Christ asks his disciples to see conflict with different eyes—with out spiritual eyes—and get off the see-saw that says, “If I’m up you must be down!” he wants us to look at our brothers and sisters as a part of ourselves and realize that contending with them is as foolish as the foot contending with the hand on the same body. I believe Christ would agree with the comic strip philosopher Pogo: “We have met the enemy, and he is us.”
The Church asks us to gather ourselves together in communities of many different people. Different is difficult and this gathering into communities has created challenges since Joseph Smith first restored the Gospel. The challenge is intensified by our belief in individual personal revelation. It is disciplined by asking our obedience to hierarchical authority. The tension between personal revelation and authority keeps us each vibrantly humming and engaged in both the workings of the Church and the pursuit of our own salvation. I believe the latter task is the more important one for each of us, from President Hinckley on down, and the Church organization serves us best when we keep that fact in mind. Then we realize that it doesn’t really matter whose idea gets acted on in the day-to-day business of running the ward, the stake, or the Church itself.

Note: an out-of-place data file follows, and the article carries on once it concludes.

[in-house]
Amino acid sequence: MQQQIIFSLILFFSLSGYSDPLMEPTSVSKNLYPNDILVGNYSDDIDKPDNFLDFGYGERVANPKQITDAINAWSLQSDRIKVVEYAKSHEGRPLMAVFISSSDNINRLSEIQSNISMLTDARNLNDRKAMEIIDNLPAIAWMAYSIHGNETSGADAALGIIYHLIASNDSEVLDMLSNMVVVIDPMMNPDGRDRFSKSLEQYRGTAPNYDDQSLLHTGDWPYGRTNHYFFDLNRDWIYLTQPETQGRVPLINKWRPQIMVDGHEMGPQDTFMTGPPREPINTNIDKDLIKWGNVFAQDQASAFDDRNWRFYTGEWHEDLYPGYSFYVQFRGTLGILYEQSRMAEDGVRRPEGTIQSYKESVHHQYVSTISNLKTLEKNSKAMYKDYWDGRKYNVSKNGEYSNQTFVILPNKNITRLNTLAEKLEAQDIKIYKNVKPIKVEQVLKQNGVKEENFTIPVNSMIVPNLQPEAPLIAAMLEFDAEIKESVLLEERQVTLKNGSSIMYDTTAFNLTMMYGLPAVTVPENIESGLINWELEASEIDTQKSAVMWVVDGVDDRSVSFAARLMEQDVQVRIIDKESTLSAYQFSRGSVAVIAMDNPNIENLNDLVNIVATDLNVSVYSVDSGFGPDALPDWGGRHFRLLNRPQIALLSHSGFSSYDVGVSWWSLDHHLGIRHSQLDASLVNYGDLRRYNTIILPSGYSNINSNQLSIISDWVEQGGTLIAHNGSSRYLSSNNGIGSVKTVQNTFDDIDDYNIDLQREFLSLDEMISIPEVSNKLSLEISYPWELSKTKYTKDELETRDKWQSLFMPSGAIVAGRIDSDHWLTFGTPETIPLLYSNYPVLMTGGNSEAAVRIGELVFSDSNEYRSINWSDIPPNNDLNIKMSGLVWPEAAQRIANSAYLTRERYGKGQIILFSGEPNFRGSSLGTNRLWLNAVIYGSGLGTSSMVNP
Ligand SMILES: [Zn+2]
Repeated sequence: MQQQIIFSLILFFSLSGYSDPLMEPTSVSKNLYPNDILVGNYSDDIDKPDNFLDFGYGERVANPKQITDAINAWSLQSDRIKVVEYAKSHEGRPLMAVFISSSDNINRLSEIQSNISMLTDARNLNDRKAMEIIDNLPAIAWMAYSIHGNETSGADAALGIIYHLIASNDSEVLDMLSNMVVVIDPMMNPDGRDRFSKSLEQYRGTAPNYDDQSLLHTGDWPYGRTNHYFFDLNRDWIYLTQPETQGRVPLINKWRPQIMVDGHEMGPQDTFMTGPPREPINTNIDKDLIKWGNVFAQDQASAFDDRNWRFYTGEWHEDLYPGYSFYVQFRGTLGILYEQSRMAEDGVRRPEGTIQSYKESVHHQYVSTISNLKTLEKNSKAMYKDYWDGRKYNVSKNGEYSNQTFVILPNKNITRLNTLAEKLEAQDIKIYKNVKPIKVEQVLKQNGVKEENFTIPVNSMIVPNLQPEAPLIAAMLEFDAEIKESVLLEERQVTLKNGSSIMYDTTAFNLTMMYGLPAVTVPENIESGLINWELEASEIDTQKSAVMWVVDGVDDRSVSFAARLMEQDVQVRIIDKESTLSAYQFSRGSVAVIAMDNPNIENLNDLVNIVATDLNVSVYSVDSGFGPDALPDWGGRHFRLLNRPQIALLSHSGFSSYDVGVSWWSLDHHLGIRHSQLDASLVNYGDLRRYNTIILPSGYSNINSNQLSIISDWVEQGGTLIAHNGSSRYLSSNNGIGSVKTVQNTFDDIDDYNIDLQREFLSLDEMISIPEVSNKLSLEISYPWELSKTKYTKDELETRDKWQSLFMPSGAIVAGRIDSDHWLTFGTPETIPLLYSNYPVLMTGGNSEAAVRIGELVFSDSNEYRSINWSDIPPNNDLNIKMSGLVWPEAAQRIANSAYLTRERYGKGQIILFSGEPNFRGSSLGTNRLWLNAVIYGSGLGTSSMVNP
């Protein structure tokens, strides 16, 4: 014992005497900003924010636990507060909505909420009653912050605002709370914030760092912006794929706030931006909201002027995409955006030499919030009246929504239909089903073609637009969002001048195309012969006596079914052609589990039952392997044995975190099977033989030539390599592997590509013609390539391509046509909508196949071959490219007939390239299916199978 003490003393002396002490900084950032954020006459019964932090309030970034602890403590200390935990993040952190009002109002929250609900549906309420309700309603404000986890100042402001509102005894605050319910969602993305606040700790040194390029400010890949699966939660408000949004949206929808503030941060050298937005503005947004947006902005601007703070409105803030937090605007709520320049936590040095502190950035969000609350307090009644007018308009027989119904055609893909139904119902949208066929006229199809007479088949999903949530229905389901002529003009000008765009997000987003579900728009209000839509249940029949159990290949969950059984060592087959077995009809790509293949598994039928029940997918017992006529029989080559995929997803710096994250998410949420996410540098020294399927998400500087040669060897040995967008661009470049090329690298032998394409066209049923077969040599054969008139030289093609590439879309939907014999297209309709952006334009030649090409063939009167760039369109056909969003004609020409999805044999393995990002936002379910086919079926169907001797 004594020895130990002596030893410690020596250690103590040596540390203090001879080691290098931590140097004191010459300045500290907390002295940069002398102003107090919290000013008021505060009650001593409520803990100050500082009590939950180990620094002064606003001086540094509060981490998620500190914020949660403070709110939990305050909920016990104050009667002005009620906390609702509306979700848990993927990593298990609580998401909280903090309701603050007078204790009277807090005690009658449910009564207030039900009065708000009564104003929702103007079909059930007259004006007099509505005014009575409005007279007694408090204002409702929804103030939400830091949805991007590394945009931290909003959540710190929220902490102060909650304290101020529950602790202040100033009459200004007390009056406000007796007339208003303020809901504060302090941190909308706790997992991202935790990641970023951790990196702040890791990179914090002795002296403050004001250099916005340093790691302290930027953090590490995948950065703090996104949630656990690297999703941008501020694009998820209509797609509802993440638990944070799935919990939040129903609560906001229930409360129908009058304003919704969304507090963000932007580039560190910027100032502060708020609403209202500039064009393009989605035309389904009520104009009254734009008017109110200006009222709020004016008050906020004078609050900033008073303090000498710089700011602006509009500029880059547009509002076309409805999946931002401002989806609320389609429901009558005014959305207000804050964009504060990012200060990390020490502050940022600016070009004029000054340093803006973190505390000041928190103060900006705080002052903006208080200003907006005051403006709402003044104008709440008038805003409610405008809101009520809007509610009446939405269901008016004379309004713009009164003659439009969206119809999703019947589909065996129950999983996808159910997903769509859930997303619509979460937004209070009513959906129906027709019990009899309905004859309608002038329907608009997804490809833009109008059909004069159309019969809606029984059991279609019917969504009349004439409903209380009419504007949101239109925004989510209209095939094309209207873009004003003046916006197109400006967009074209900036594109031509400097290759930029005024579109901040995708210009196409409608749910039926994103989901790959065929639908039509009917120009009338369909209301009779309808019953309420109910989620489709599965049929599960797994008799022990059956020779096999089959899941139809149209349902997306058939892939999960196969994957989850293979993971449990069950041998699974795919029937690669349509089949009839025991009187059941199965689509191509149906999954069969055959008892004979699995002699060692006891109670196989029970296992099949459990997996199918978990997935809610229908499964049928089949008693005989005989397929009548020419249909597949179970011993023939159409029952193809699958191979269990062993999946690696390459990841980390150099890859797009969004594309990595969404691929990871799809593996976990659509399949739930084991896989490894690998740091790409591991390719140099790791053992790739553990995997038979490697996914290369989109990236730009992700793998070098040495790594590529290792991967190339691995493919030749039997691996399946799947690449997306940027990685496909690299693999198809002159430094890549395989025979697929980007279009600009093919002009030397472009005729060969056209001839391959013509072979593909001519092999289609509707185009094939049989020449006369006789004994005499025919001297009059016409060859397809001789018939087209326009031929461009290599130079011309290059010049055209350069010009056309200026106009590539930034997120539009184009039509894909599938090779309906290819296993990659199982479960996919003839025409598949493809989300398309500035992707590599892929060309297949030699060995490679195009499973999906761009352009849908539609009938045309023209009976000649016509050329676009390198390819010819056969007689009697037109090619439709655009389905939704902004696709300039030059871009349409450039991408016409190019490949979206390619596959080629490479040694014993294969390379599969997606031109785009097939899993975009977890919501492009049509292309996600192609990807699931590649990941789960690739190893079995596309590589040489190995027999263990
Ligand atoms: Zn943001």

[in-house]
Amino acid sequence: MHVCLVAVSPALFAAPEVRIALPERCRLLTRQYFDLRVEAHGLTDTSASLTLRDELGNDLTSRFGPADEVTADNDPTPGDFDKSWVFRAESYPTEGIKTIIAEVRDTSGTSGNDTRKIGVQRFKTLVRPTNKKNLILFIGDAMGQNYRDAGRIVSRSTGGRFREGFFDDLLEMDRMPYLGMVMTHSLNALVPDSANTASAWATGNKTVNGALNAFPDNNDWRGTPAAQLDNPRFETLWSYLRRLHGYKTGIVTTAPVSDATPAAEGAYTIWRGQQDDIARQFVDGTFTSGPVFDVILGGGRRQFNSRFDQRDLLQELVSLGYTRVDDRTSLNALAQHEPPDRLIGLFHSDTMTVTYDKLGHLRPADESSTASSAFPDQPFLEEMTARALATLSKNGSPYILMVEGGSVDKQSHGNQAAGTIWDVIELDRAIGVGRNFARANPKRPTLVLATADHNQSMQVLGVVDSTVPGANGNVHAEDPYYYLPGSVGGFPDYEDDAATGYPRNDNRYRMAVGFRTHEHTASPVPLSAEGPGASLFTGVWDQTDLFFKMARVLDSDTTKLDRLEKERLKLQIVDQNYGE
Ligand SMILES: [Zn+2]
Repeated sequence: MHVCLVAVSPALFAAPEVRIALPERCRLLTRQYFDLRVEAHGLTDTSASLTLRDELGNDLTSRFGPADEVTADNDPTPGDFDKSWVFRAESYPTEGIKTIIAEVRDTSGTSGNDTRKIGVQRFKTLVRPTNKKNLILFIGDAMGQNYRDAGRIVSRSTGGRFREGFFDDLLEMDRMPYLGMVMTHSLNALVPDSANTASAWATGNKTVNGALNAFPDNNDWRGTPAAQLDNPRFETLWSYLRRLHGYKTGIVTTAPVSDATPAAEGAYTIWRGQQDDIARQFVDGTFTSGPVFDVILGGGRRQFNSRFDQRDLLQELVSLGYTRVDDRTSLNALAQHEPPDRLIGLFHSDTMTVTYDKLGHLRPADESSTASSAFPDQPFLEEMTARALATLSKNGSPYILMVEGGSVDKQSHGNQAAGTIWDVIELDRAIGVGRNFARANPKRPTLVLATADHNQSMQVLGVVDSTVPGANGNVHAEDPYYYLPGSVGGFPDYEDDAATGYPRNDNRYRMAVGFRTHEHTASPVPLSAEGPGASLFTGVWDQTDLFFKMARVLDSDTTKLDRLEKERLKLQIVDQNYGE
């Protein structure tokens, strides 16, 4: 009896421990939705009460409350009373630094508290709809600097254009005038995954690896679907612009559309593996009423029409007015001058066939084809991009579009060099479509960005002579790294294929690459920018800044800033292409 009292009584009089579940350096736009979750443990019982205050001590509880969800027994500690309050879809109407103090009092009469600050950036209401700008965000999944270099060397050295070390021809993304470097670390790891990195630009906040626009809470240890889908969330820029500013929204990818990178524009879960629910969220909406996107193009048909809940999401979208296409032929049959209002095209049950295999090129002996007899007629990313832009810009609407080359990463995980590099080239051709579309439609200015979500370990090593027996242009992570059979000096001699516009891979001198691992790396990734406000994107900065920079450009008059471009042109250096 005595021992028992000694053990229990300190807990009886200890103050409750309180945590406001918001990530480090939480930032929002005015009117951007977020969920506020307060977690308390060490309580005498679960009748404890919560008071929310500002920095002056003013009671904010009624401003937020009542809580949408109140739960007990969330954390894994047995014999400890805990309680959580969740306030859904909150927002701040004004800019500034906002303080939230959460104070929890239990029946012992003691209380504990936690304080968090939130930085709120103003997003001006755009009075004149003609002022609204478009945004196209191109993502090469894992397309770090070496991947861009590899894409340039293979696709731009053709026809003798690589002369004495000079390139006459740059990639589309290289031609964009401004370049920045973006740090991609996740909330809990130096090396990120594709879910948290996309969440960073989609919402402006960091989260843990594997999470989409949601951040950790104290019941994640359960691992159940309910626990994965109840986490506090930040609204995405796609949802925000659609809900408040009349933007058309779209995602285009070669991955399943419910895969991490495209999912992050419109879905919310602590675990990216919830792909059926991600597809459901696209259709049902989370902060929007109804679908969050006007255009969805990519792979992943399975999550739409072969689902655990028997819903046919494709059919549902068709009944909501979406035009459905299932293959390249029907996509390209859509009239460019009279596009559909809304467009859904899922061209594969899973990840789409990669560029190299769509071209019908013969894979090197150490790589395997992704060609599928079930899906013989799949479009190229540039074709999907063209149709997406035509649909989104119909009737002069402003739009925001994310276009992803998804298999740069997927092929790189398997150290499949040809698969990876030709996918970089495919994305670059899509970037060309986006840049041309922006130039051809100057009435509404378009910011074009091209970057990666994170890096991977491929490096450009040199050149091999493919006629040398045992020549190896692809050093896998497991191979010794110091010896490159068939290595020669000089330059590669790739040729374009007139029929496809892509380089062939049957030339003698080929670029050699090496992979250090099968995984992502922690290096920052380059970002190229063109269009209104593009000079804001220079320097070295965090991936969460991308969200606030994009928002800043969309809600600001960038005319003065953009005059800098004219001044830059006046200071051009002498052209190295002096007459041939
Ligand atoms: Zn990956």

What is important is how each of us uses the Church community to refine our souls, to come unto Christ, to make our selves perfect and complete. When we come before him, Jesus will not ask us if we won in our disputes with others or even if we were on the right side. Instead, he will ask if we won our struggle against the natural man, the desire to control, the need to be essential, to feel powerful, to be right instead of righteous. If we are called upon to sacrifice on the alter of God our most tender and delicate parts—a piece of our ego—then truly in that act we become one with or Savior.
The philosopher/psychiatrist Sheldon Knopp said that all the significant battles are waged within the self. These are the only battles Christ is truly interested in.